Last week’s adoption of the three EU proposals on Anti-Money Laundering and Countering the Financing of Terrorism (AML/CFT) – the AML Regulation, the sixth AML Directive (AMLD) and the regulation establishing an EU-wide AML Authority (AMLA) – by the Economic and Monetary Affairs Committee of the EU Parliament are a step closer towards achieving a greater level of harmonization and convergence in the enforcement of AML/CFT rules across the EU. The AMLR, together with the Transfer of Funds Regulation that was finalized in late 2022, will also bring crypto-asset service providers into the scope of obliged entities.
The Digital Currencies Governance Group (DCGG), which represents some of the largest crypto players in the industry, supports the EP’s efforts in making sure that it is fit-for-purpose. However, we are concerned that some of the amendments approved by the EP committee would lead to negative implications for the functioning of the sector and suggest the following recommendations ahead of the interinstitutional Trilogue on AMLR:
- DeFi arrangements and NFT service providers should not be listed as obliged entities under this Regulation. In order for AMLR to be consistent with existing regulatory frameworks such as MiCA, DeFi and NFTs should be excluded from the list of obliged entities, as such platforms are not defined as CASPs under MiCA. Consistency is crucial for regulatory clarity.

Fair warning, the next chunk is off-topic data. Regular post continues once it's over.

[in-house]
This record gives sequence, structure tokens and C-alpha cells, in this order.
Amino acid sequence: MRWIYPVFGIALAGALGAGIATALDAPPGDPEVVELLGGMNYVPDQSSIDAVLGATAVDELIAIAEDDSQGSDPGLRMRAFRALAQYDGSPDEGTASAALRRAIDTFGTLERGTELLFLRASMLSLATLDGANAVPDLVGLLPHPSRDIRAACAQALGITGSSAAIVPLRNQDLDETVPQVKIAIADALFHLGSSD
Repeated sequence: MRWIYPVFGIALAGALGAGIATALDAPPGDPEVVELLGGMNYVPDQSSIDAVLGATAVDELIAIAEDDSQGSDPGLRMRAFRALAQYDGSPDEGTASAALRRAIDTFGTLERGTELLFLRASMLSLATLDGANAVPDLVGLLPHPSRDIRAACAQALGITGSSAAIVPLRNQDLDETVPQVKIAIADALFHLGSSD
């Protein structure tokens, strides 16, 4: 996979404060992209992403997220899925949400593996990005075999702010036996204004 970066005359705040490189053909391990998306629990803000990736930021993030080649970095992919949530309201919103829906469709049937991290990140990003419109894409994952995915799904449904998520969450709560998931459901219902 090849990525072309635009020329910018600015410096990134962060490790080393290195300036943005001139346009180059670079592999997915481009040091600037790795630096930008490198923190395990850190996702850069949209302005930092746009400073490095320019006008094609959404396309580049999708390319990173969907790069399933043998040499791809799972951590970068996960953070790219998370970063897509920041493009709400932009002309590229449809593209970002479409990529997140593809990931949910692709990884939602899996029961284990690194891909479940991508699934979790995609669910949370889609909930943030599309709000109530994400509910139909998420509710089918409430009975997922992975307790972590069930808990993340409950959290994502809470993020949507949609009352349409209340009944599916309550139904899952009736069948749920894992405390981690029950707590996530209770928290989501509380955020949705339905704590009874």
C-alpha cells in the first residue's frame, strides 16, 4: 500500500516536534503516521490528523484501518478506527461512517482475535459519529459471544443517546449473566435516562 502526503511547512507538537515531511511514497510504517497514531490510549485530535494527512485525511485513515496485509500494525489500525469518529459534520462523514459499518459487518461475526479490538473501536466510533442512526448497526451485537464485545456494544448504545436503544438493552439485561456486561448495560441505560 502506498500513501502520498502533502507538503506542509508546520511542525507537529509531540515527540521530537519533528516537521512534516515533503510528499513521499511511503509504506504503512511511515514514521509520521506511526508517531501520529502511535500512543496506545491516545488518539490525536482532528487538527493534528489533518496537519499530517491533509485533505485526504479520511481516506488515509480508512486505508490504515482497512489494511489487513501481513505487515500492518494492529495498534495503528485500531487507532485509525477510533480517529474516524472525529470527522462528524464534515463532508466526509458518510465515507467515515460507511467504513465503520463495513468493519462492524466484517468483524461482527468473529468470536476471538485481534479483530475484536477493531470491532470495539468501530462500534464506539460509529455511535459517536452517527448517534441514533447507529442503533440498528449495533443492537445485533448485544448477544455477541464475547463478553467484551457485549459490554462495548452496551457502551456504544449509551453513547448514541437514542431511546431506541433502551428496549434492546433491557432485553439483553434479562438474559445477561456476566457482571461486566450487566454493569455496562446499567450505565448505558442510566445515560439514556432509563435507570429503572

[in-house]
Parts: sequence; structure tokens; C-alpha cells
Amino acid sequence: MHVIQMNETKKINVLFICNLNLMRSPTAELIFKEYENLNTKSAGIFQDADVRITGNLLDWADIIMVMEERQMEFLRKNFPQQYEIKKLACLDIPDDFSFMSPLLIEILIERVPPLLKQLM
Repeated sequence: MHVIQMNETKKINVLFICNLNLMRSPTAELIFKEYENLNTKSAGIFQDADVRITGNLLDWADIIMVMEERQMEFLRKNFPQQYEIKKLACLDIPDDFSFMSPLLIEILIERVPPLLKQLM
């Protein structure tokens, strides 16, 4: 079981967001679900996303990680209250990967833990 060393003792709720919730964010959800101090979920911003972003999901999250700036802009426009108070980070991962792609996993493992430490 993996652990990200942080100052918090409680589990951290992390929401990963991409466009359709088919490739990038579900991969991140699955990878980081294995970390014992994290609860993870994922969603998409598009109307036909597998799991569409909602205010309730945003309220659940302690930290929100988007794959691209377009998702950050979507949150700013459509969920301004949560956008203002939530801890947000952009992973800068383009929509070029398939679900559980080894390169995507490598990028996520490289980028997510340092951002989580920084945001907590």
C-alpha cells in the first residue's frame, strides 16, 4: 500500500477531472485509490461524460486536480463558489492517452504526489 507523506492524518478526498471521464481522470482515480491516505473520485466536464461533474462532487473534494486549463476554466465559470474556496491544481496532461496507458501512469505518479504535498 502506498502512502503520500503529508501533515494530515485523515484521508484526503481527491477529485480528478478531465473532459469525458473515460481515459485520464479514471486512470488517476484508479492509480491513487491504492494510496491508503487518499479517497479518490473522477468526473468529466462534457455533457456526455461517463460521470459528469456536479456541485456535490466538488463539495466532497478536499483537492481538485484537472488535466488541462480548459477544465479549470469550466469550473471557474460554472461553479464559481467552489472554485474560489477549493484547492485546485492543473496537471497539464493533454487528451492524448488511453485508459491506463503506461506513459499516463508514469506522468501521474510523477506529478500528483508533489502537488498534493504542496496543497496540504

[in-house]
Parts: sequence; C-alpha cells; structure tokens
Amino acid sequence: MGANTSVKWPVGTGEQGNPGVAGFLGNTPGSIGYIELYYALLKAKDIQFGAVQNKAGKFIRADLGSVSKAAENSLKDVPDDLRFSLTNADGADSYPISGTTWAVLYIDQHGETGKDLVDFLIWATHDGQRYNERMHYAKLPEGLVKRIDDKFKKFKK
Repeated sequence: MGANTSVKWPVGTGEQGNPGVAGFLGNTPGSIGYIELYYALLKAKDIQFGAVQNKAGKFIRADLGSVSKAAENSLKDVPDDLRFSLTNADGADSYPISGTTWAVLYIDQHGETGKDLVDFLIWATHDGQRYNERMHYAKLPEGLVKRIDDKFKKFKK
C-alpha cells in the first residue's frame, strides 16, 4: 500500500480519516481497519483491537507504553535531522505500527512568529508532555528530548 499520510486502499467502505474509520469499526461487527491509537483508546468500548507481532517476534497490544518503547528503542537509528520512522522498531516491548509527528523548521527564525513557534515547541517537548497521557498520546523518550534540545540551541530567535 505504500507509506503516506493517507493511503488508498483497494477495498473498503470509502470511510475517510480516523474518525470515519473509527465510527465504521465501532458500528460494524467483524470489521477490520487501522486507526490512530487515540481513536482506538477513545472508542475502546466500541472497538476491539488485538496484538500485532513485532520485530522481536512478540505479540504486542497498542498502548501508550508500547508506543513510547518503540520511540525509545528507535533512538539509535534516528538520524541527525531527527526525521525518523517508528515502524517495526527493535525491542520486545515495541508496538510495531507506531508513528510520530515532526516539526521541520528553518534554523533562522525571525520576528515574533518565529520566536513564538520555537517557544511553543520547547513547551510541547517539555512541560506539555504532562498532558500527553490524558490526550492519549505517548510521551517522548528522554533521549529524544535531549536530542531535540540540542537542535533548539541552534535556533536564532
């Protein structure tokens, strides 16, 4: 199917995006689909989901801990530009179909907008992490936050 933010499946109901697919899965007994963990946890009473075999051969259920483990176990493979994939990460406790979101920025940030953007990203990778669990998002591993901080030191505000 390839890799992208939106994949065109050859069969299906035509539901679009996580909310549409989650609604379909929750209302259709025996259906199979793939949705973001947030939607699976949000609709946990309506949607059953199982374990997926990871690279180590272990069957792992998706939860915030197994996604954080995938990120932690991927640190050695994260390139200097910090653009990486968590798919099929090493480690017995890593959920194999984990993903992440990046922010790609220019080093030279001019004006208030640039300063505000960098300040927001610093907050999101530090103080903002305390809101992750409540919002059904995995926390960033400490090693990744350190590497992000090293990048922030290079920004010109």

- Proportionate verification requirements for transactions to and from self-hosted wallets are needed to ensure the administrative burden placed on obliged entities (CASPs) is not overwhelming, especially in light of how Blockchain technology works.
- The requirements related to relationships with third country CASPs proposed in the EP text are too onerous and burdensome for obliged entities in light of how Blockchain technology works, considering the inherent cross-border nature of these platforms, and the fact that no formal business relationships between CASPs exist to allow obliged entities to perform the obligations outlined in the AMLR proposal.
- The proposed Article 59a on on the limits on payment transactions to and from unidentified self-hosted wallets would pose a significant administrative burden on reporting entities, and goes against the very principle of decentralization.
We support the Commission and Council’s positions of not including such provisions within the AMLR for the purpose.